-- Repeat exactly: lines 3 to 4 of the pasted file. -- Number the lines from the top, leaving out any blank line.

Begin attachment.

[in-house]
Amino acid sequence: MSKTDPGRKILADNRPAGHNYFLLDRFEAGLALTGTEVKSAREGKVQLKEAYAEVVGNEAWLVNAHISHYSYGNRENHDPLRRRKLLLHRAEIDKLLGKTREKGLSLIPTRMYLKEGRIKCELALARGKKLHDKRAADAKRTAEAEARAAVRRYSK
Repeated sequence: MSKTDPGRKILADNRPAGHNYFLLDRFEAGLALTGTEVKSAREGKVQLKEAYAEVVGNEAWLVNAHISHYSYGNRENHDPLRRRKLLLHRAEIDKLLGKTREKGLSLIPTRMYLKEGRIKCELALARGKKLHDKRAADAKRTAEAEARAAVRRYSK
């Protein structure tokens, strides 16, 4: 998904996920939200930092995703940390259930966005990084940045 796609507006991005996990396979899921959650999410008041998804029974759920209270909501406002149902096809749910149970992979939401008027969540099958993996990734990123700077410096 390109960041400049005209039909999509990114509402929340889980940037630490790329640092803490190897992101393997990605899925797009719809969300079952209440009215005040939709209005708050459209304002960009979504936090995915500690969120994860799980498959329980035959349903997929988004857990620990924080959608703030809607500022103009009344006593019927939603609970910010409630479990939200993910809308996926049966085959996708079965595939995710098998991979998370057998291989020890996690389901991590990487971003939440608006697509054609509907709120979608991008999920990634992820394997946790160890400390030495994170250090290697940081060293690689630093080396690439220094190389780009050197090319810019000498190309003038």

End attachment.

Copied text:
Repeated sequence: MSKTDPGRKILADNRPAGHNYFLLDRFEAGLALTGTEVKSAREGKVQLKEAYAEVVGNEAWLVNAHISHYSYGNRENHDPLRRRKLLLHRAEIDKLLGKTREKGLSLIPTRMYLKEGRIKCELALARGKKLHDKRAADAKRTAEAEARAAVRRYSK
């Protein structure tokens, strides 16, 4: 998904996920939200930092995703940390259930966005990084940045 796609507006991005996990396979899921959650999410008041998804029974759920209270909501406002149902096809749910149970992979939401008027969540099958993996990734990123700077410096 390109960041400049005209039909999509990114509402929340889980940037630490790329640092803490190897992101393997990605899925797009719809969300079952209440009215005040939709209005708050459209304002960009979504936090995915500690969120994860799980498959329980035959349903997929988004857990620990924080959608703030809607500022103009009344006593019927939603609970910010409630479990939200993910809308996926049966085959996708079965595939995710098998991979998370057998291989020890996690389901991590990487971003939440608006697509054609509907709120979608991008999920990634992820394997946790160890400390030495994170250090290697940081060293690689630093080396690439220094190389780009050197090319810019000498190309003038």